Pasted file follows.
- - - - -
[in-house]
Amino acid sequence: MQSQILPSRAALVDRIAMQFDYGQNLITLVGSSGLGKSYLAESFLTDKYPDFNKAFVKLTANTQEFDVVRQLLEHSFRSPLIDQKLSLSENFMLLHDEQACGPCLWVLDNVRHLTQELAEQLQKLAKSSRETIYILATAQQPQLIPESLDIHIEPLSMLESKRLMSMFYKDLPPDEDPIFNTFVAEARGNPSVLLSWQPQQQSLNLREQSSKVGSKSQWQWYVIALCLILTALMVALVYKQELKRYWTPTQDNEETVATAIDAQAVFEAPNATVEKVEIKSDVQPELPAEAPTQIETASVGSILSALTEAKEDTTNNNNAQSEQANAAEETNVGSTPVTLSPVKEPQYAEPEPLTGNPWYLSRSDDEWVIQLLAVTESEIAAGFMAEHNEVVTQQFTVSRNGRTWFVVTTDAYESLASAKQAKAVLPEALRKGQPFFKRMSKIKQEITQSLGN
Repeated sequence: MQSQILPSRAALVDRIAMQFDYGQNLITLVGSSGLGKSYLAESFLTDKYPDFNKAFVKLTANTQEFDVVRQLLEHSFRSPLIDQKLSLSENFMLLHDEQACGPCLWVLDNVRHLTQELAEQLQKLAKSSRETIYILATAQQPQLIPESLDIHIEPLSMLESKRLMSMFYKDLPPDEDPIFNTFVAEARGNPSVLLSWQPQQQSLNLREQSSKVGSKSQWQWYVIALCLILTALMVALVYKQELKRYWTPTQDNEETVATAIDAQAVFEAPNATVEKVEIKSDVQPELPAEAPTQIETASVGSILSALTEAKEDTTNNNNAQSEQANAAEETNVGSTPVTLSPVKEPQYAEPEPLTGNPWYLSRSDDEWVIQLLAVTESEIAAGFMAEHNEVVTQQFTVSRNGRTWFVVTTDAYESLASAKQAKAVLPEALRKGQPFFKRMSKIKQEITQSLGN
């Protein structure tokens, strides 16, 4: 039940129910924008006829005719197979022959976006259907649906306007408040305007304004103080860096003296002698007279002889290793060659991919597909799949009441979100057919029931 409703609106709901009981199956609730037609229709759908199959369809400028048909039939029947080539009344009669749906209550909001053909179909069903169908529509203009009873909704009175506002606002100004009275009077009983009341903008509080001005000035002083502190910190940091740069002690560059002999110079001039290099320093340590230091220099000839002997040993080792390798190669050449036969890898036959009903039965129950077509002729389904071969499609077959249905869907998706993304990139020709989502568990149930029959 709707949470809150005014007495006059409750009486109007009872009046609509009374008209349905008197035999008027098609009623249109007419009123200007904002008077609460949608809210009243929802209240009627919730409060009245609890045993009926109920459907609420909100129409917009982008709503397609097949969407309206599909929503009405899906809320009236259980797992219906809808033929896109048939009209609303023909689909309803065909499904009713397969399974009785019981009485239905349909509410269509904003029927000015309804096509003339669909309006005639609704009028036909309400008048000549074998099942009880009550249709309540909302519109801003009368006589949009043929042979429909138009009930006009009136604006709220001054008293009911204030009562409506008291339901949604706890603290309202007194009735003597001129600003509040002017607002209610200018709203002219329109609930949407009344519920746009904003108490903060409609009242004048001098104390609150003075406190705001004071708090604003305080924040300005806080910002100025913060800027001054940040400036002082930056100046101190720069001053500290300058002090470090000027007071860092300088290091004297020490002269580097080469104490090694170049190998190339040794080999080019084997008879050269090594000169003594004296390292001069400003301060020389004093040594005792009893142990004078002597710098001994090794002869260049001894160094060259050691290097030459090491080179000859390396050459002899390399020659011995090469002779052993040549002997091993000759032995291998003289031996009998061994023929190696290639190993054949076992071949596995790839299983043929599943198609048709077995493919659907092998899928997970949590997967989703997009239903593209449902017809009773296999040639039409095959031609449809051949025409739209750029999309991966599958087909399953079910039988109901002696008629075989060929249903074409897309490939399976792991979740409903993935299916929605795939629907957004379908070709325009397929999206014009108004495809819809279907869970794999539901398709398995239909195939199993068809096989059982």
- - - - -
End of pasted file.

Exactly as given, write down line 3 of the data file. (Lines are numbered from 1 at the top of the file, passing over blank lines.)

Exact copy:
Repeated sequence: MQSQILPSRAALVDRIAMQFDYGQNLITLVGSSGLGKSYLAESFLTDKYPDFNKAFVKLTANTQEFDVVRQLLEHSFRSPLIDQKLSLSENFMLLHDEQACGPCLWVLDNVRHLTQELAEQLQKLAKSSRETIYILATAQQPQLIPESLDIHIEPLSMLESKRLMSMFYKDLPPDEDPIFNTFVAEARGNPSVLLSWQPQQQSLNLREQSSKVGSKSQWQWYVIALCLILTALMVALVYKQELKRYWTPTQDNEETVATAIDAQAVFEAPNATVEKVEIKSDVQPELPAEAPTQIETASVGSILSALTEAKEDTTNNNNAQSEQANAAEETNVGSTPVTLSPVKEPQYAEPEPLTGNPWYLSRSDDEWVIQLLAVTESEIAAGFMAEHNEVVTQQFTVSRNGRTWFVVTTDAYESLASAKQAKAVLPEALRKGQPFFKRMSKIKQEITQSLGN